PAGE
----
This was just post the 9/11 attack and the Telecom bubble burst so to speak. So, all of the large Telecomm companies were impacted.
I was placed on the building close-out crew, so I had a long period of time “managing” the reduction. At that time, I began to write a book. I completed it in 2002 and it was finally published in December 2004. I remember at the time being incredibly impatient as the publisher, Dorset House, took its sweet time in the editorial and printing processes.
In his latest newsletter, Len Lagestee wrote about Even Happier Product Owners. The piece shared 9 conditions of happiness for the Product Owner. Here’s a link to the blog post.
And here’s the list:
- They are immersed with their customers;
- They have the time and space to be visionary and creative;
- They have true ownership over their product;
- They are receiving meaningful feedback about the performance of their products;
- They have a positive working relationship with their Scrum Master;
- They have an even better relationship with technical leads and designers;
- They are proud of what the team is delivering;
- They have embraced their constraints;
- And, they are keeping themselves healthy.
I really like Len’s list as a baseline for the happiness and performance of the Product Owner role. I’d like to compare the list against my 4-Quadrants of the Product Owner role model.
Mike Cohn in a recent newsletter entitled: The Dangers of Definition of Ready made some solid points that have had me “thinking” ever since I read it.
You see, I’ve been a proponent of DoR for at least the past five years or longer in my coaching. I often “couple” the discussion with two areas:
- Definition of Done
- And as an “exit criteria” for Backlog Refinement
I actually consider DoR to be one of the healthier agile practices and I often recommend it to my clients. So I read Mike’s cautionary article with some trepidation. Hoping that I haven’t been misleading my clients in some way.
I’ve captured Mike’s exception to DoR in the below snippet from his post:
This description is intended to help guide the implementations of Scrum of Scrums at Program / Train level.
It all started with this picture that Mike Cohn published over 10 years ago. In the explanation he briefly mentioned a hierarchical structure where multiple Scrum teams get together when they are working on related projects.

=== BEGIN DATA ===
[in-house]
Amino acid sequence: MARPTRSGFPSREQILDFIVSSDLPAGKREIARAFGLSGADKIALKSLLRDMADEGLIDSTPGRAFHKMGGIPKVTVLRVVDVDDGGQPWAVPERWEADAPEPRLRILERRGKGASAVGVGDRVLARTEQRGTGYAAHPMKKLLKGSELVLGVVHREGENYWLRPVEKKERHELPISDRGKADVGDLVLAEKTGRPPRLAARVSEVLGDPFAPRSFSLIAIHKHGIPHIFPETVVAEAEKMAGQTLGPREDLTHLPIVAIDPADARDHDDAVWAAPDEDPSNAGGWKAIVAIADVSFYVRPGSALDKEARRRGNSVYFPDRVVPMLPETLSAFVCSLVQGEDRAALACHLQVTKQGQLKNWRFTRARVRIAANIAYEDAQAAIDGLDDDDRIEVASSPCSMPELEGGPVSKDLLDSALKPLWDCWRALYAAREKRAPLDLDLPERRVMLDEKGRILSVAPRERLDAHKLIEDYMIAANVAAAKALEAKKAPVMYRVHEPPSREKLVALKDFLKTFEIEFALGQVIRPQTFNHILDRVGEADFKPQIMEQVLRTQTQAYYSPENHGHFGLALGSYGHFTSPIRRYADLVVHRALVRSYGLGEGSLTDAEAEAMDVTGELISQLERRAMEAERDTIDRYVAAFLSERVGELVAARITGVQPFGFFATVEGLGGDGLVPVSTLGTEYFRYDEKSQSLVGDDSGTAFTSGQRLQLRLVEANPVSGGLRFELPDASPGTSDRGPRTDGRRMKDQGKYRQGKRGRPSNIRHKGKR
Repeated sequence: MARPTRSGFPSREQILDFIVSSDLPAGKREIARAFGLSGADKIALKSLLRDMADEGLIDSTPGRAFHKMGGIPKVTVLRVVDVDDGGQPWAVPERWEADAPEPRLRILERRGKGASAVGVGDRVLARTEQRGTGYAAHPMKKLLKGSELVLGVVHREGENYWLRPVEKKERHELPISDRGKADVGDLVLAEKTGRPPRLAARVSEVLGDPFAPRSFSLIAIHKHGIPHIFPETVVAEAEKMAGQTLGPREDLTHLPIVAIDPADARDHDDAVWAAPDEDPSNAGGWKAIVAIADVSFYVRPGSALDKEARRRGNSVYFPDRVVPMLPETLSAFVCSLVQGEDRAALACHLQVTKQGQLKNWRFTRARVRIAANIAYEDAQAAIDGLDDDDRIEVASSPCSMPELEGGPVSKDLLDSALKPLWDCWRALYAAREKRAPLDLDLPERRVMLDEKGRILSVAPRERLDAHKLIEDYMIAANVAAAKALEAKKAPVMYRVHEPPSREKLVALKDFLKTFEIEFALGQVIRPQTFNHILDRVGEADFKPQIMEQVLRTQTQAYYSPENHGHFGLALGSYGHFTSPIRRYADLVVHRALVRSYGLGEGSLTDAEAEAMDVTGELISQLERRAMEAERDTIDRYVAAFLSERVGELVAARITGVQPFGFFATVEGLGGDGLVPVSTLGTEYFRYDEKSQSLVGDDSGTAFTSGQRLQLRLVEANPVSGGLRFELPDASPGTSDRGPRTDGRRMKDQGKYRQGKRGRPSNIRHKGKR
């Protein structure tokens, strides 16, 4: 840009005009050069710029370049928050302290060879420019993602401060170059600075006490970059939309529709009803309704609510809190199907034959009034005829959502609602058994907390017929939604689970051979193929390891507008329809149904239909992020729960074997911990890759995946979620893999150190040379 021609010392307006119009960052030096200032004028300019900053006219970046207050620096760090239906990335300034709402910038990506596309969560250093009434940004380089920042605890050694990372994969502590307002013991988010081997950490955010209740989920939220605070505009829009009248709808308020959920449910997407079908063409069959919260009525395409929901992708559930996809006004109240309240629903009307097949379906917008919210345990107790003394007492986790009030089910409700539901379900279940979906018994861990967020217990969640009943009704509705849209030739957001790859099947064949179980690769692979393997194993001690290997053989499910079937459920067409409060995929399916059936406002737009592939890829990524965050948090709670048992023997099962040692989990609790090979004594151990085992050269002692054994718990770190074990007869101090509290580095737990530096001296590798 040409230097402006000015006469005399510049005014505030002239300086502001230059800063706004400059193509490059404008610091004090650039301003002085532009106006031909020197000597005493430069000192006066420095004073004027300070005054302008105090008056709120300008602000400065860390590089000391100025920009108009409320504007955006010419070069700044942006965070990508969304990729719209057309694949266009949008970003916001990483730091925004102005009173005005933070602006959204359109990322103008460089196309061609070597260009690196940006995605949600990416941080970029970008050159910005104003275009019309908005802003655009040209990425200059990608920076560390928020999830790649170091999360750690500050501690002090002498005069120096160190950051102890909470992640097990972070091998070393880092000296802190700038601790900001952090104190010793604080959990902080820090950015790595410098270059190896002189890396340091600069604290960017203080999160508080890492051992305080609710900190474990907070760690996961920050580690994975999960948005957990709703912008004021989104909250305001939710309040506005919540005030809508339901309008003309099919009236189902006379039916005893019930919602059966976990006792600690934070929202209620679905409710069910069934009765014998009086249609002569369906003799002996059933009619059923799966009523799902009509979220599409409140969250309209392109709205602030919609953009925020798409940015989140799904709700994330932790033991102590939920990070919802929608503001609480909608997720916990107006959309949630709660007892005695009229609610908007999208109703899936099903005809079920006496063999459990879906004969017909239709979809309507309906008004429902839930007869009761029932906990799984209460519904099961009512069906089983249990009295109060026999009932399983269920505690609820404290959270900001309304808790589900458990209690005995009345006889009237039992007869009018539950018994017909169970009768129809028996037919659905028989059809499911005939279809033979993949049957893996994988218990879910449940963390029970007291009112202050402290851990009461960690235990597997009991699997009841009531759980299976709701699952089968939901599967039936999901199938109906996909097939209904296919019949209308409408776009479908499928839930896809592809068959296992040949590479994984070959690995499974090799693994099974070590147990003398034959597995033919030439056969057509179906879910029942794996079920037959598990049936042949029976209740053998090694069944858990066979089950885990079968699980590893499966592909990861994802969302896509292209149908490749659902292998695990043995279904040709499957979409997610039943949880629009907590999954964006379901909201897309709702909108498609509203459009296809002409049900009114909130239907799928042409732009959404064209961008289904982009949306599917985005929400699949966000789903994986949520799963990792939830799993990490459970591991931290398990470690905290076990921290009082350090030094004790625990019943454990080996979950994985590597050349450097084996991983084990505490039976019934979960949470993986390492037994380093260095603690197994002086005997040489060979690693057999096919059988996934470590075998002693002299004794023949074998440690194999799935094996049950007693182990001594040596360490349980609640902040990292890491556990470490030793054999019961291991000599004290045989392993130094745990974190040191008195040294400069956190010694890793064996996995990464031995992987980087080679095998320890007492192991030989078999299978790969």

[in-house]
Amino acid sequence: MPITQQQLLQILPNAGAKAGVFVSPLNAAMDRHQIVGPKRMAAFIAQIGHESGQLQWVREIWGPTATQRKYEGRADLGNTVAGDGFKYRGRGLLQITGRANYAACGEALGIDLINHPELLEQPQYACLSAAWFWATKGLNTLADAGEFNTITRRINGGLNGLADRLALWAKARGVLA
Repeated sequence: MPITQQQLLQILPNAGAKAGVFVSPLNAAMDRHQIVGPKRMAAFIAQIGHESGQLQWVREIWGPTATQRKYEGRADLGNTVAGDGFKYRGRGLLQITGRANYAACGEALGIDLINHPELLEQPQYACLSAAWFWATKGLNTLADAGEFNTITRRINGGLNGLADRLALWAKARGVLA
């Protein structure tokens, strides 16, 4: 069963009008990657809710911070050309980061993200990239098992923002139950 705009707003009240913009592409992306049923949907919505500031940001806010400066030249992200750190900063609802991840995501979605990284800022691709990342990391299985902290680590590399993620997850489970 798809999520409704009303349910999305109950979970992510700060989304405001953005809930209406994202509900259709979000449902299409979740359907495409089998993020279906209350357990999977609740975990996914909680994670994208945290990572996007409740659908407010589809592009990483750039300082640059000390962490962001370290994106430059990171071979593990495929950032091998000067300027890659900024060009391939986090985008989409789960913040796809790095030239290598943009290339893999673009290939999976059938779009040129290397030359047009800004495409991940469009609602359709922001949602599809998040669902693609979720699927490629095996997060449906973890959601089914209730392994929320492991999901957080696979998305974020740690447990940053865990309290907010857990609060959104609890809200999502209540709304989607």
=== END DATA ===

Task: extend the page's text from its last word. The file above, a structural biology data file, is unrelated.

Often I explain it as: team-based Scrum behaviors, just up a level.
I’ve been training and coaching agile teams for more than 15 years. While I’ve seen quite a lot of unique dysfunctions, one of the most prevalent is the overall lack of trust leadership trust in their teams.
There, I said it.
Quite often I use the term “little t” trust so that folks aren’t too offended, because really, nobody wants to admit that they don’t TRUST someone in today’s organizations. At least not out loud and visibly.
But the harsh reality is that most leaders do no trust their teams. And the other, even harsher reality, is that the teams know that they are untrusted.
I just read a truly interesting HBR article that focused on the role of management versus team members themselves in fostering an environment of creativity and innovation.
Most of the discussions today in this space, at least in my experience, are focused towards leadership or management being responsible for innovation. That is – in setting up the environment
Very little of the focus is team ward. In that, the team bears some responsibility for its own behavior, energy, and focus towards innovation.
The HBR article had some survey data that puts “the blame” squarely on both shoulders – that of “management” and the “team” in establishing the right climate.
In my view, that’s the right focus since we all play a part in creating an environment of experimentation, innovation, and creativity.